I have been here at St. John’s for almost a year. The last twelve months have been filled with changes, excitement, new life, and joy. I give glory to God for sending me to a place with such faithful people who have helped me to see God in new and wonderful ways, while also allowing me to do the same. 

I knew that, upon arrival, one of the most important things I could do would be to learn the collective story of the church. I have met with many of you to learn about your lives and your stories in such a way that I could learn about our community that gathers here for worship. When I meet with couples I almost always ask the same question: How did you two meet? I ask this question because how two people met says a considerable amount about their relationship, and most people love to tell that particular story.

I can tell you with joy this morning, that many of you met in wonderful and joyful ways. I have had the privilege to hear about a couple who met on a Greyhound bus traveling to Radford, VA over 65 years ago. We have a couple who met at a brewery when the young woman complimented the young man on his beard. Or there’s the couple who met in a spousal grief group after having both been divorced. We even have a couple who met here in church and the boy asked his brother to the get the number of the girl so he could ask her out later.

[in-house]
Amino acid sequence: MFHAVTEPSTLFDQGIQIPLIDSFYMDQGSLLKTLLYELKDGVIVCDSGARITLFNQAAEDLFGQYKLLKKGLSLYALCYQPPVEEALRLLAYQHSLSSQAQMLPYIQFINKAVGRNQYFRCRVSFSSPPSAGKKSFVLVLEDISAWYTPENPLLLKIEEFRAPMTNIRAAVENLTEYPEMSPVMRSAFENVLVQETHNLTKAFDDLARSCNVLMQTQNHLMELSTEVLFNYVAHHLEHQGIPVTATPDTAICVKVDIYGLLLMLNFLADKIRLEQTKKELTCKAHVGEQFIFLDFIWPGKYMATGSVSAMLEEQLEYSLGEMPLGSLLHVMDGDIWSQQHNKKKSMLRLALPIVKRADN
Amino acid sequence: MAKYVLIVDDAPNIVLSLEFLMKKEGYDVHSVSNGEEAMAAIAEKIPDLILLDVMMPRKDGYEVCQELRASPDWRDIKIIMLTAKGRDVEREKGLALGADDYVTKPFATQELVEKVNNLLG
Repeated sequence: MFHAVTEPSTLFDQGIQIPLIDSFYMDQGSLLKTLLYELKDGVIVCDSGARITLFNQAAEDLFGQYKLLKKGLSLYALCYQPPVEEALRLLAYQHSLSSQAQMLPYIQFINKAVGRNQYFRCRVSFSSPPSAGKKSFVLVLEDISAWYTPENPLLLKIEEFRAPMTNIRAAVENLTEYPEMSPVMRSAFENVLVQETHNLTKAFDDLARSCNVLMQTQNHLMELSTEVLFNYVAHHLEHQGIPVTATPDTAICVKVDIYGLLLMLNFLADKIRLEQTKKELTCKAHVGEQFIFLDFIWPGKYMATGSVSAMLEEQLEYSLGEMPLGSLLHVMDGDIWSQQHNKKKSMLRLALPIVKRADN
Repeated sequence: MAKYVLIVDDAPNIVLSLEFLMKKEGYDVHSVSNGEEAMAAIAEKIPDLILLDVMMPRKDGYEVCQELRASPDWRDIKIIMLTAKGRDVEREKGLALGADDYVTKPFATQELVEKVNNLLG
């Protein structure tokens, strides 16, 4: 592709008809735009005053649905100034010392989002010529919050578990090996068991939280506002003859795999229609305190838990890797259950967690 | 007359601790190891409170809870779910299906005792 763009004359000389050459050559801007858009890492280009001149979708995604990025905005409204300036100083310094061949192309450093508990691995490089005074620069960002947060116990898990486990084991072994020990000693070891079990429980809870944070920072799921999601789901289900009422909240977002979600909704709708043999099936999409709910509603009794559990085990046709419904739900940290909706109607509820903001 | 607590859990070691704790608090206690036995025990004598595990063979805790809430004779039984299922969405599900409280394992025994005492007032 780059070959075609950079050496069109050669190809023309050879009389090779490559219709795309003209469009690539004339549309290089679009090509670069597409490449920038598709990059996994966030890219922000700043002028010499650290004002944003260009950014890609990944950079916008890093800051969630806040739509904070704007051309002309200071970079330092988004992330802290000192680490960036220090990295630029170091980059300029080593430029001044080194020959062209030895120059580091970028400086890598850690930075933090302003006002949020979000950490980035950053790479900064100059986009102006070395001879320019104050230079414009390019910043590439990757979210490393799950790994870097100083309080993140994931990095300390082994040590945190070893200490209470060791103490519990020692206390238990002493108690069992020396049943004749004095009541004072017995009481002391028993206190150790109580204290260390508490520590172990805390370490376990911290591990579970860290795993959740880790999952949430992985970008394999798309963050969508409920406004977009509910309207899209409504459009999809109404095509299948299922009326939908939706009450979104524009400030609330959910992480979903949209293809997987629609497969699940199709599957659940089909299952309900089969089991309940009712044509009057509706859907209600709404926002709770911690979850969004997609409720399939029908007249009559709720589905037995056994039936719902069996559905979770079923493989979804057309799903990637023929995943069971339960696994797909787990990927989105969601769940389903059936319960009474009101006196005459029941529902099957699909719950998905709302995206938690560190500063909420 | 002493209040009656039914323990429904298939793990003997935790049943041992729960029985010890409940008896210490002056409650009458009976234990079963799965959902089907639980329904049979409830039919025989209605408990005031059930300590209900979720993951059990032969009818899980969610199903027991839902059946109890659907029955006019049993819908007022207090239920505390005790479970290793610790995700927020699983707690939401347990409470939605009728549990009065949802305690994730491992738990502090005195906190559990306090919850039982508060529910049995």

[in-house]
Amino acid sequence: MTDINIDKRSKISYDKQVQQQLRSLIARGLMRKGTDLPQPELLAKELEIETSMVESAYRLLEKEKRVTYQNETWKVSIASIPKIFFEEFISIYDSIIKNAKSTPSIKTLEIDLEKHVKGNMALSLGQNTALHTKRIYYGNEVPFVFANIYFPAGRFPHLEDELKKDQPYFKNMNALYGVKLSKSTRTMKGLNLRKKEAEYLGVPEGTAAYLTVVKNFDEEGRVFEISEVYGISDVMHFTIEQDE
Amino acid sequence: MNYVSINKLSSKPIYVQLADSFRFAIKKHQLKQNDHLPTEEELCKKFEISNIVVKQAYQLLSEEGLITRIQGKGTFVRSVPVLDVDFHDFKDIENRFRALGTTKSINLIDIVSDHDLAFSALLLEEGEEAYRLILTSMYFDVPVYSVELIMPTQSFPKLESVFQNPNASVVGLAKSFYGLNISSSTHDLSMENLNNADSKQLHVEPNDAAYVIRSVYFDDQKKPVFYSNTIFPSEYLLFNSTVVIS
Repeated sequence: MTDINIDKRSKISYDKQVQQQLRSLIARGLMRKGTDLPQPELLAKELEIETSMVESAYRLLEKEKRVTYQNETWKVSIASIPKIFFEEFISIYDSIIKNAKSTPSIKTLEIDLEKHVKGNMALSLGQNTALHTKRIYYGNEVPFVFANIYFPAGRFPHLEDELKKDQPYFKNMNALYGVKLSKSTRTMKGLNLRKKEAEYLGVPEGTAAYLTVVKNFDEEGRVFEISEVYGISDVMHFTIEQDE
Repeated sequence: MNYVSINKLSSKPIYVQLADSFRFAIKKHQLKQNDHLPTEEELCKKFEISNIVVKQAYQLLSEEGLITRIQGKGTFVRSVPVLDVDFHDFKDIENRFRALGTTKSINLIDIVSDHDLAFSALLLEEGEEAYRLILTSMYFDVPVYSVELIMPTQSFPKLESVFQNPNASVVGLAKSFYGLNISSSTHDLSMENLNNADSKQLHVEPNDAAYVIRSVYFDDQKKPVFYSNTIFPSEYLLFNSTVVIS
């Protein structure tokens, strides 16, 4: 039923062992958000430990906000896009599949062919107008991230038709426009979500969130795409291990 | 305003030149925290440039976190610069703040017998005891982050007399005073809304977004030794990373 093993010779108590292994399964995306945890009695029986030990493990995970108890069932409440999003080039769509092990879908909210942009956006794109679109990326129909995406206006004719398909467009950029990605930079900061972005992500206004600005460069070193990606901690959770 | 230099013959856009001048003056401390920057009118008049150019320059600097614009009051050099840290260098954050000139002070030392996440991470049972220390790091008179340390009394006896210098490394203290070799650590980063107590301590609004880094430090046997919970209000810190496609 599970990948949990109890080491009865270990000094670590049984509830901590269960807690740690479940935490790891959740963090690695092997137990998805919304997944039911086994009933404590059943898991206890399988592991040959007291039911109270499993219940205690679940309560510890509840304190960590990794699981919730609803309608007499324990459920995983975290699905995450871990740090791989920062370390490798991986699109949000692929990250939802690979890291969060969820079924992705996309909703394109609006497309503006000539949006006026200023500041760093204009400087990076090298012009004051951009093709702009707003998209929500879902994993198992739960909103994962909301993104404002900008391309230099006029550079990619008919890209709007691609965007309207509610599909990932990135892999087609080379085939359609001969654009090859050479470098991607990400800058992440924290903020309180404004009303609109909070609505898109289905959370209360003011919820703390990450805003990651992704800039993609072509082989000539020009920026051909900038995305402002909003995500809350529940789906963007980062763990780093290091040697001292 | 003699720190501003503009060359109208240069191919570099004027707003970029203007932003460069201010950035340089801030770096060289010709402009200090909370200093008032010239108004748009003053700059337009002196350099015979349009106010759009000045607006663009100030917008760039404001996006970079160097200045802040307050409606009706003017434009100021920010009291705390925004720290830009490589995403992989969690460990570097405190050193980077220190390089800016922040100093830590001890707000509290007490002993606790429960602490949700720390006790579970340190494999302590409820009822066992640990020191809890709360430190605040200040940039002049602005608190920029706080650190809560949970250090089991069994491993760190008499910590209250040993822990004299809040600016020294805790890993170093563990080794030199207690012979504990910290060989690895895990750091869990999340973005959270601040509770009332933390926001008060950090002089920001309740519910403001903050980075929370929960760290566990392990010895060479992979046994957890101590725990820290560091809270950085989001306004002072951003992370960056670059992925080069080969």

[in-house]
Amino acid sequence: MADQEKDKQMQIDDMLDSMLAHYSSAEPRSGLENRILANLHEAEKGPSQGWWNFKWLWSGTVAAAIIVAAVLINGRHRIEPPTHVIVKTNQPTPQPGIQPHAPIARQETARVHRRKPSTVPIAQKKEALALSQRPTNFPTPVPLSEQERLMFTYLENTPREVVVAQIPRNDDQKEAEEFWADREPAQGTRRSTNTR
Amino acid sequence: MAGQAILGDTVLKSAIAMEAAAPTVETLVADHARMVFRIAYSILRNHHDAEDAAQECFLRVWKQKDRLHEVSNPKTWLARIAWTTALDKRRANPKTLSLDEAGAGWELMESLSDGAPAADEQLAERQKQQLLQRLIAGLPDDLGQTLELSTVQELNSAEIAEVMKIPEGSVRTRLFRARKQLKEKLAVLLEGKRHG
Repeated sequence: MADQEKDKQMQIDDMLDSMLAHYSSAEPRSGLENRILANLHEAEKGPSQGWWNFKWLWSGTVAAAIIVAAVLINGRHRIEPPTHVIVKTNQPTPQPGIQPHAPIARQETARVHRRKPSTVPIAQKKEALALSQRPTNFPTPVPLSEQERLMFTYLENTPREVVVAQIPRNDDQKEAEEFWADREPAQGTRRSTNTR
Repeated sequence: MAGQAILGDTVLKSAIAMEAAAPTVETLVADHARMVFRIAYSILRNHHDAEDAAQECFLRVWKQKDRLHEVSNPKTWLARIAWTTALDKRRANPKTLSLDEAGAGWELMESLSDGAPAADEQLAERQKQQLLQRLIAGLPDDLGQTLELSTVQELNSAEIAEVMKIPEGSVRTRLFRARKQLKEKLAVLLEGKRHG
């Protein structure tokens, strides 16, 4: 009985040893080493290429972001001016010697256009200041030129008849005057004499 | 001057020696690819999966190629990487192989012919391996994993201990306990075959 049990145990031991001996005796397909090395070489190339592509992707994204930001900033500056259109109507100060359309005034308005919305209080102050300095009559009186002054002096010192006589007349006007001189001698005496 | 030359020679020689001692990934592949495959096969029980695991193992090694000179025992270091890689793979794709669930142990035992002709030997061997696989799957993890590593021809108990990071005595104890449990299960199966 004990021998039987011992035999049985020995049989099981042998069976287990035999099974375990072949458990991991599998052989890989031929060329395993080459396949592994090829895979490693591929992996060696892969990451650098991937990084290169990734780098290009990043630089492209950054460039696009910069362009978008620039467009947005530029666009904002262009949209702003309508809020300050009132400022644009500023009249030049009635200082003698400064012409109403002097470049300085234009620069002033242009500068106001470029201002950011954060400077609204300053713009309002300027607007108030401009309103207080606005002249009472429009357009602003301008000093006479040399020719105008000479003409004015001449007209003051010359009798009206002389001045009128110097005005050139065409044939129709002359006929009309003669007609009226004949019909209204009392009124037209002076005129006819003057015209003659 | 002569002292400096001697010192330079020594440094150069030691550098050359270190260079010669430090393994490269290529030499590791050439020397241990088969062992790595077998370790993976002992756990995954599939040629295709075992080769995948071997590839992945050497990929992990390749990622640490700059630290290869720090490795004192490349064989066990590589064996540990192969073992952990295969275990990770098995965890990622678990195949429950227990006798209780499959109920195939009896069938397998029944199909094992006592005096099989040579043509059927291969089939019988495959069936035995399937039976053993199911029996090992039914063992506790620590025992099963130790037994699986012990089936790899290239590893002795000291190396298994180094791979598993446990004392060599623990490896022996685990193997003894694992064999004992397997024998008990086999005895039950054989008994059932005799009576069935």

I love asking how a couple met because people can tell the story with all the important details. They can remember the outfits they were wearing, the weather outside, and the other people who were present. They can describe with vivid clarity that first smile they saw, or the way their fingers felt when they wove them together for the first time. And frankly, I love asking the question because it is hilarious to watch men and women argue about the details of a meeting from their own perspectives.

(Photo Credit: Jill Nicole Photography)

(Photo Credit: Jill Nicole Photography)

But sometimes I think about the gospel story and I wonder how that connects us. I freely admit that when I ask couples about how they met I am not expecting anyone to start talking about Moses or Abraham or the Holy Spirit. But the Gospel story is one that we should know just as well. Many of you have been attending church for your whole lives, and even those of you who have recently started to attend, have heard the story of God in Christ week in and week out. The story that we find in scripture is inescapable because it is ours.